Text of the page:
Taxation of Sanitary Pads in Ghana: A Burden on Women’s Health and Economic Well-being
In the world of taxation, goods are often categorized as either “essential” or “luxury.” Essential items, such as condoms and toilet paper, typically remain untaxed due to their critical nature. However, sanitary pads, a necessity for millions of women, find themselves unjustly classified as luxury items. This classification is not only outdated but also raises questions about gender equality and social justice.
The government of Ghana currently imposes a 20% luxury tax along with an additional 12.5% Value Added Tax (VAT) on sanitary pads. This double taxation on a product that women need for a natural biological process over which they have no control is both unjust and morally questionable. The consequences of this taxation extend far beyond the financial burden it places on women.
Impact on Women’s Lives: Socio-economic Struggles
The impact of these taxes on sanitary pads reaches into the lives of women and girls across Ghana, particularly in rural communities. The consequences are multi-faceted, affecting health, socio-economic status, and even psychological well-being.
Inaccessibility to affordable sanitary pads can lead to severe health problems for women and girls. Substituting these products with unsanitary alternatives can result in infections and other health issues, potentially leading to long-term complications.
The high cost of sanitary pads forces many low-income households to make difficult choices. Families are often confronted with the painful decision of allocating scarce resources to purchase pads or addressing competing needs like food and education. Tragically, this dilemma can lead to girls missing school, perpetuating a cycle of poverty.
Grassroots Activism: “Don’t Tax My Period” and Psychological Stress
The psychological toll of period poverty should not be underestimated. The stress and shame associated with being unable to afford basic menstrual hygiene products can impact self-esteem and mental well-being, further exacerbating the issue.
In response to the pervasive issue of period poverty in Ghana, passionate activists have taken to the streets to advocate for change. On June 22, the “Don’t Tax My Period” parade and placard march swept through the streets of Accra. This mobilization, organized by the Women’s Wing of the Socialist Movement of Ghana (SMG) in collaboration with NGOs Yebetumi and Obaasima, aimed to draw attention to the heavy taxation of menstrual hygiene products.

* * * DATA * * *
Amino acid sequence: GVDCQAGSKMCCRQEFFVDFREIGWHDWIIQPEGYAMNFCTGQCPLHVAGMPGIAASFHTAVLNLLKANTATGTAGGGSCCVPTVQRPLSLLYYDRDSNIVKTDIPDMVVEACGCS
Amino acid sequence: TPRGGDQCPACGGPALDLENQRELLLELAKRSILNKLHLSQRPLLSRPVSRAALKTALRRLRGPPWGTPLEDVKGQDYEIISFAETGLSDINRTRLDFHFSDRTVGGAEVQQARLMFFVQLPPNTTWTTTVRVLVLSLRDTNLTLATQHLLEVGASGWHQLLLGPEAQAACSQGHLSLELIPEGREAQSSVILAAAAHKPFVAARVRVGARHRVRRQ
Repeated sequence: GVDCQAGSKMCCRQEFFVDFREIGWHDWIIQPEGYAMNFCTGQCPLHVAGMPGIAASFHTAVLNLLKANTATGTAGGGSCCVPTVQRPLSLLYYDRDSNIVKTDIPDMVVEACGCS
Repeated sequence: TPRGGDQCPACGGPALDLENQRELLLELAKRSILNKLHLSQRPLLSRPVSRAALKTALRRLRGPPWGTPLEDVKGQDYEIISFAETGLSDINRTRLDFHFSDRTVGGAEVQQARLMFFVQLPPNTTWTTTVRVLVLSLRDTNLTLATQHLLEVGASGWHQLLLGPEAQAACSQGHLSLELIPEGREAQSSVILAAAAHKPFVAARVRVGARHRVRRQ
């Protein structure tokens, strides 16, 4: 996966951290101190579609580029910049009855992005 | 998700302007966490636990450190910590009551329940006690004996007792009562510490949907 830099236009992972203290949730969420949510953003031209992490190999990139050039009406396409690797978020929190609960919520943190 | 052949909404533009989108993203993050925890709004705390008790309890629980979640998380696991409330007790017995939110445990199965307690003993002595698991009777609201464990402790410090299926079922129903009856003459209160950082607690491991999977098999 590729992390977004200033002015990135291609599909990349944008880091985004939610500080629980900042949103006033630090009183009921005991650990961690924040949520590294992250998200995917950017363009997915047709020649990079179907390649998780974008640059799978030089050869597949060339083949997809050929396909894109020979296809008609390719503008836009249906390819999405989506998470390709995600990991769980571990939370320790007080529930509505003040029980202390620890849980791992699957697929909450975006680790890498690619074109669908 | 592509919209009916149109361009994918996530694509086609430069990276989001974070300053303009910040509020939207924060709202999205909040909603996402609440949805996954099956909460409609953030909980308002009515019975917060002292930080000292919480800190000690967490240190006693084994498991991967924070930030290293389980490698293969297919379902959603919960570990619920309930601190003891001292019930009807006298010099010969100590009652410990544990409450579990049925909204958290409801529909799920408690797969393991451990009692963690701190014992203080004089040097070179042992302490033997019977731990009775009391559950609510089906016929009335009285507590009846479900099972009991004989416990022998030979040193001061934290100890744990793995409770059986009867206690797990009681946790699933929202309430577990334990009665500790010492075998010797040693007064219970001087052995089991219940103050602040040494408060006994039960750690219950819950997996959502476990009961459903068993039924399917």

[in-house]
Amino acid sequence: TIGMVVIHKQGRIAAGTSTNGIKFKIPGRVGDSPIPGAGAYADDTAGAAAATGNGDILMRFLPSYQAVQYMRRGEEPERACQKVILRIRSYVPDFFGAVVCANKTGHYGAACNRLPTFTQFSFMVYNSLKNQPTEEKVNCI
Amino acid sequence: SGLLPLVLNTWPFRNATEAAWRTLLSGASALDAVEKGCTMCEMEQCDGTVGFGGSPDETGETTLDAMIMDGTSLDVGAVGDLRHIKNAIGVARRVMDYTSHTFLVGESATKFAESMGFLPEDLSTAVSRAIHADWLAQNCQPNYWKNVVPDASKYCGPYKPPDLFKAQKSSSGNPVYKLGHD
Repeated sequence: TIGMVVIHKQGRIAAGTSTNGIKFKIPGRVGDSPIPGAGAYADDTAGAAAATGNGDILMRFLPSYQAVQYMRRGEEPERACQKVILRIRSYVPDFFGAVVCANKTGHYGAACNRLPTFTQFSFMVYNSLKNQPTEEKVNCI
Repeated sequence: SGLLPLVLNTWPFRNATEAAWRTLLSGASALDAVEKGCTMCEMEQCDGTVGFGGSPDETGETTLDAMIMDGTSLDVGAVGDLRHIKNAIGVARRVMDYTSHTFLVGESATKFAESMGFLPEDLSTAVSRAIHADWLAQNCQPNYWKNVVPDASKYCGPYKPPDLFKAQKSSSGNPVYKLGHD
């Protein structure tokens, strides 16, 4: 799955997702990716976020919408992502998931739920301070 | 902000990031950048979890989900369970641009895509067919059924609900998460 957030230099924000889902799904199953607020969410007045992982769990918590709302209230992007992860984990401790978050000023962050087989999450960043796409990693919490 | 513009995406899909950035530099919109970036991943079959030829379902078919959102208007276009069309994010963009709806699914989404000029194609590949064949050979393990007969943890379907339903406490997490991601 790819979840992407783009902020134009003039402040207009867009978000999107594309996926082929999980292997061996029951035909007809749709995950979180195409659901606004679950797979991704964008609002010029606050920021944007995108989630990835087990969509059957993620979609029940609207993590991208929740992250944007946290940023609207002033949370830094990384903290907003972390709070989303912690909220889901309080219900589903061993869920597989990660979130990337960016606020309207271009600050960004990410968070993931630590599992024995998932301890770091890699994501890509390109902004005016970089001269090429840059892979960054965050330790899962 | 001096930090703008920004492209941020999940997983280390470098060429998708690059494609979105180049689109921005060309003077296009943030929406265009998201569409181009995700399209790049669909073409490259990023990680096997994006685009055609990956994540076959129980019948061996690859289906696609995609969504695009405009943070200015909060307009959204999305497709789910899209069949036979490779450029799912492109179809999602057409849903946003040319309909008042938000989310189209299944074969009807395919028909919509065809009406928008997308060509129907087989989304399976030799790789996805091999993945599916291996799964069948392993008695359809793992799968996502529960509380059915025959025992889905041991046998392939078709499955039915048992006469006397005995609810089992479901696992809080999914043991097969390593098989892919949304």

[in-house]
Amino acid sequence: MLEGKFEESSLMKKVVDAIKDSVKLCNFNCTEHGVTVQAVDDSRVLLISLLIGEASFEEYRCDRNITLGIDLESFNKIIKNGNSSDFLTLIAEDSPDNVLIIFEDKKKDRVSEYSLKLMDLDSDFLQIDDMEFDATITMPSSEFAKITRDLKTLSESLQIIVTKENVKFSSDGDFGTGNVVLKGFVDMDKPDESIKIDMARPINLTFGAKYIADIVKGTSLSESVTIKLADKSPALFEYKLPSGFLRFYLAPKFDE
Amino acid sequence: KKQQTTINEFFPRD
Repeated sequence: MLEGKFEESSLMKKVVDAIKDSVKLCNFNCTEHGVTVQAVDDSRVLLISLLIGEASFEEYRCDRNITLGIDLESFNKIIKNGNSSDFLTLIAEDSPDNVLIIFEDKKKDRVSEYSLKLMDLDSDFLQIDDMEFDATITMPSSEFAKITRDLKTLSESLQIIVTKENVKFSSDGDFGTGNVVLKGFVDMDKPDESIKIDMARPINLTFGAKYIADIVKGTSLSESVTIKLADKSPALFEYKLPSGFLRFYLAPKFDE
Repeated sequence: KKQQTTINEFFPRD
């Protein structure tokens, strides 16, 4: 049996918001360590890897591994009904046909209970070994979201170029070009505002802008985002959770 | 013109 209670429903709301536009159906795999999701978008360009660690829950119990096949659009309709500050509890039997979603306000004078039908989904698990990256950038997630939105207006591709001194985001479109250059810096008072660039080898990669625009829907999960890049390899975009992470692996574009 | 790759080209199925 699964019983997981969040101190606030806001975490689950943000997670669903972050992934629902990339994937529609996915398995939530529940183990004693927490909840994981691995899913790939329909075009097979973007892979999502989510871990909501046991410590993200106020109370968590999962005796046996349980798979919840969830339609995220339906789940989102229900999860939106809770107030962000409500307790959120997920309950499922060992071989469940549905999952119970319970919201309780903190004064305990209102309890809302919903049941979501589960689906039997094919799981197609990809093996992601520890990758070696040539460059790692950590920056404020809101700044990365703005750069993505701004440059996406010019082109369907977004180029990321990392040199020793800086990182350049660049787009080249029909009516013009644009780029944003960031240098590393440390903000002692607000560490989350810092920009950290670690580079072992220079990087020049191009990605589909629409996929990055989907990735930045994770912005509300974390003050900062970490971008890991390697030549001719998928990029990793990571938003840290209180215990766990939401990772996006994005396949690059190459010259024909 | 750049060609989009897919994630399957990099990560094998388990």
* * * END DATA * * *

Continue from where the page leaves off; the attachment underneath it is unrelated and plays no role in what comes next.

The Voice of Advocacy: Mr. Joseph Asante
One prominent advocate for the reduction of taxes on sanitary pads is Mr. Joseph Asante, affectionately known as “Sika Wo Bush.” He has been a vocal proponent of lowering these taxes due to their severe implications on girls and women in deprived areas. According to Mr. Asante, more than 10,000 girls in Ghana’s rural areas skip school because they cannot afford sanitary pads and other necessary products, all due to the high taxes imposed by the government. He passionately pleads with the Ghanaian government to reduce these taxes, making these vital products affordable for all.
Understanding Period Poverty: The GRA’s Classification and Taxation
Period poverty is not limited to Ghana; it is a global issue affecting approximately a quarter of the world’s population. Inadequate access to menstrual hygiene products leads to financial hardships and increased economic vulnerability for menstruating individuals. The financial burden imposed by the high cost of these supplies can have lasting effects on one’s quality of life.
The Ghana Revenue Authority (GRA) plays a significant role in this issue by classifying menstrual hygiene products like sanitary pads and tampons as “Finished Goods.” Consequently, they are subjected to a 20% import tax. Conversely, items classified as “Essential Social Goods” are taxed at a zero rate. This distinction, while administrative in nature, has profound real-world consequences.
Notably, in addition to import taxes, these essential products carry an additional Value Added Tax (VAT) ranging from 12.5% to 15%. The cumulative effect of these taxes is substantial and burdensome for women across the country.
A Call for Change
The taxation of sanitary pads in Ghana, deemed essential by most, remains a pressing issue that deserves urgent attention. It is not only a matter of economic policy but also one of social justice and gender equality. As activists and advocates like Mr. Joseph Asante passionately plead for change, it is essential for the government to revisit the classification and taxation of these products.
Ultimately, addressing this issue goes beyond economics; it is about safeguarding the health, dignity, and future of women and girls in Ghana. The reduction or elimination of taxes on sanitary pads is a crucial step toward achieving equality, justice, and a brighter future for all. In the face of a challenging economic climate, this change would signify a profound commitment to the well-being of half the population and a more equitable society.
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